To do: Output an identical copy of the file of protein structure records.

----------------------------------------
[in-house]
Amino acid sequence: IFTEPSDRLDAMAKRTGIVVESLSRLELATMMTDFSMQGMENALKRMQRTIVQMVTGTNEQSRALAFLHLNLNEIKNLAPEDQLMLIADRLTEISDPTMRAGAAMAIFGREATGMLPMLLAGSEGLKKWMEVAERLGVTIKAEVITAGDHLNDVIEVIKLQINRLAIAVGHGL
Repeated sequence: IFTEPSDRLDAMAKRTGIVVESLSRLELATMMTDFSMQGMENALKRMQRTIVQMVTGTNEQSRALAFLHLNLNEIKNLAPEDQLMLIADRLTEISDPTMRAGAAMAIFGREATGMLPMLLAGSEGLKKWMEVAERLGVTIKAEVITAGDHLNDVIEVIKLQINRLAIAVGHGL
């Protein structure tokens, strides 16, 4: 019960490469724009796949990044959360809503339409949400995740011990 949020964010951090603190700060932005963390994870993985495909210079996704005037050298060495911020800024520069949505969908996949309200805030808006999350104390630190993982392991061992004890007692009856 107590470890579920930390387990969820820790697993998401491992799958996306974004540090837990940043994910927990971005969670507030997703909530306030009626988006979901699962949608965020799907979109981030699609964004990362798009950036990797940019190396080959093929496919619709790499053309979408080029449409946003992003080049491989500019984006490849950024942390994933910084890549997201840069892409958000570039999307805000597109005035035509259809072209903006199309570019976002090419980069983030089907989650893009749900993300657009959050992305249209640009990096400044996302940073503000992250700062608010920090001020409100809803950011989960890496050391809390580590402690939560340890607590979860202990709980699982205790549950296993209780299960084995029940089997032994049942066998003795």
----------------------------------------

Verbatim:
[in-house]
Amino acid sequence: IFTEPSDRLDAMAKRTGIVVESLSRLELATMMTDFSMQGMENALKRMQRTIVQMVTGTNEQSRALAFLHLNLNEIKNLAPEDQLMLIADRLTEISDPTMRAGAAMAIFGREATGMLPMLLAGSEGLKKWMEVAERLGVTIKAEVITAGDHLNDVIEVIKLQINRLAIAVGHGL
Repeated sequence: IFTEPSDRLDAMAKRTGIVVESLSRLELATMMTDFSMQGMENALKRMQRTIVQMVTGTNEQSRALAFLHLNLNEIKNLAPEDQLMLIADRLTEISDPTMRAGAAMAIFGREATGMLPMLLAGSEGLKKWMEVAERLGVTIKAEVITAGDHLNDVIEVIKLQINRLAIAVGHGL
């Protein structure tokens, strides 16, 4: 019960490469724009796949990044959360809503339409949400995740011990 949020964010951090603190700060932005963390994870993985495909210079996704005037050298060495911020800024520069949505969908996949309200805030808006999350104390630190993982392991061992004890007692009856 107590470890579920930390387990969820820790697993998401491992799958996306974004540090837990940043994910927990971005969670507030997703909530306030009626988006979901699962949608965020799907979109981030699609964004990362798009950036990797940019190396080959093929496919619709790499053309979408080029449409946003992003080049491989500019984006490849950024942390994933910084890549997201840069892409958000570039999307805000597109005035035509259809072209903006199309570019976002090419980069983030089907989650893009749900993300657009959050992305249209640009990096400044996302940073503000992250700062608010920090001020409100809803950011989960890496050391809390580590402690939560340890607590979860202990709980699982205790549950296993209780299960084995029940089997032994049942066998003795």